“She, from her poverty, has contributed all she had, her whole livelihood.”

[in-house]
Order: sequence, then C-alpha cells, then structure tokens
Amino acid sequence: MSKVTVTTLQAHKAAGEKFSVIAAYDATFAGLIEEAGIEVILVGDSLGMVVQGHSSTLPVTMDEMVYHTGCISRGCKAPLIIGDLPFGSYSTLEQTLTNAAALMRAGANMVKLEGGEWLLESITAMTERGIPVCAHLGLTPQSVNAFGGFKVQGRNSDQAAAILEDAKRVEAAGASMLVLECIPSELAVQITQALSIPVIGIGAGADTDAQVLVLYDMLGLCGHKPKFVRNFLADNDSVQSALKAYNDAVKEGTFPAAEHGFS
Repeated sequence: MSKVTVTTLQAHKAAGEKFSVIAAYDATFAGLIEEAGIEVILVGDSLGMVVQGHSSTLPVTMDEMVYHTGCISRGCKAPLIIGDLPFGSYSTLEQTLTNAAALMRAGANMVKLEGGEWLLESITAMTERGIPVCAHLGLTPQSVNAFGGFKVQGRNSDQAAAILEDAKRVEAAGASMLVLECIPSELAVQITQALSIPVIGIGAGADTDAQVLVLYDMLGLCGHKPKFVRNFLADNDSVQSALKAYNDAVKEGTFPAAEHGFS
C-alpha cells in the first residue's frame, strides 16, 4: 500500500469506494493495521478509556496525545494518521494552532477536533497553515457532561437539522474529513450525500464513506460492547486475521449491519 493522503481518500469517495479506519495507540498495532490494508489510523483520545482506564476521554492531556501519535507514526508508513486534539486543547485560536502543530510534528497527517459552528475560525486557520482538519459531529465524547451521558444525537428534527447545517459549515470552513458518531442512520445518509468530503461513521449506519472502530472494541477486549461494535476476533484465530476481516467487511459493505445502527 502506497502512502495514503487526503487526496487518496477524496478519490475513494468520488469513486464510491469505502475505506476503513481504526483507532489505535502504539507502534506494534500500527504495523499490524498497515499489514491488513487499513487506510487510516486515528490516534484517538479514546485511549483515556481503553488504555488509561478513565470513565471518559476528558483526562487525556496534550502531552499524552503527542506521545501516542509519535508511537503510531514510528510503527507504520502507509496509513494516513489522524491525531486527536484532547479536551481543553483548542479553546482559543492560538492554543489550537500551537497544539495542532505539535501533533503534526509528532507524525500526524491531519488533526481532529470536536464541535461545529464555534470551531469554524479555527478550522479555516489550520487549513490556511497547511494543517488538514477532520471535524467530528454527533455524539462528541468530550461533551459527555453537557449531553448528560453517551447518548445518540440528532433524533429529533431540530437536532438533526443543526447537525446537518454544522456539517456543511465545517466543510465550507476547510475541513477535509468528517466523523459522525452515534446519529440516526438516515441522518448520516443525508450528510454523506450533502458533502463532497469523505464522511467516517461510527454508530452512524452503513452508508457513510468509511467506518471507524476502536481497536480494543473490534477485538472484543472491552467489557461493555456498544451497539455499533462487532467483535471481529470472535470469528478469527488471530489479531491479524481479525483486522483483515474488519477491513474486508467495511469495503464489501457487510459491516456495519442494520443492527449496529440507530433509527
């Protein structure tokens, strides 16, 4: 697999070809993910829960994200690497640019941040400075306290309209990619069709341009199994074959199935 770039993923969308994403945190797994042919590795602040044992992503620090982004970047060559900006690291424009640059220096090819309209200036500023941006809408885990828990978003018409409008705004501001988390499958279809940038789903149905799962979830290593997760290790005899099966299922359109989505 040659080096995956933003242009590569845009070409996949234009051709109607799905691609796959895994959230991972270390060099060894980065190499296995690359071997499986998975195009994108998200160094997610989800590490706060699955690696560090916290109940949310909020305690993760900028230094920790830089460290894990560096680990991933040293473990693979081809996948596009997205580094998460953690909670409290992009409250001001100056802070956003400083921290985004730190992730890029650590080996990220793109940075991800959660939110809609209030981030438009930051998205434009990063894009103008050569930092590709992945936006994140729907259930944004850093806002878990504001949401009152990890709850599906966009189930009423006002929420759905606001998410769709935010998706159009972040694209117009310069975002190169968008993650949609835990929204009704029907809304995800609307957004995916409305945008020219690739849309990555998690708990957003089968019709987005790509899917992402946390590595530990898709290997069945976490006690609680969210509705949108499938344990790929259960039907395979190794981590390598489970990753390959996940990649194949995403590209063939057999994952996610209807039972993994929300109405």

For the last reading in Ordinary Time from Mark (12:38-44), Jesus points to the scribes specifically as worthy of condemnation for their pride and desire for adulation in public and their machinations against widows.  Jesus then notes a poor widow who puts the very little she has left into the treasury as a donation.  He commends her more than all because she gives from her want, while others give much larger amounts from their surplus (see above).    While this reading provides us an opportunity to consider the appropriateness and extent of our giving of treasure to the church and other charitable causes, it should also make us think of how we use our talents for the Church and the common good.  Most of us are not called to give our lives in direct service to the Church, as those in the priesthood and consecrated life are.  But this does not mean that we leave it to these persons to take up all the tasks that build up the Church.  It is important to ask regularly: What more can I do to advance the Kingdom through my church and other Catholic organizations?  What special talents do I have that God can use to bring the Good News to others through word and deed?  For the laity, this call to service must be balanced with work and family obligations, but we must not shy away from giving from our need, and not simply our surplus time (which seems nowadays less than ever despite — or because of — advances in technology).  As we make serving others a habit, we will see this attitude seep into all of our actions, contributing to the common good and the advancement of the Kingdom (an irreplaceable — if uncommon — good).  Do not bury your talents (cf. Mt 25:24-26) or hide them (cf. Mt 5:15), but let them shine forth for the greater glory of God and for your salvation and that of others (cf. Mt 5:16).

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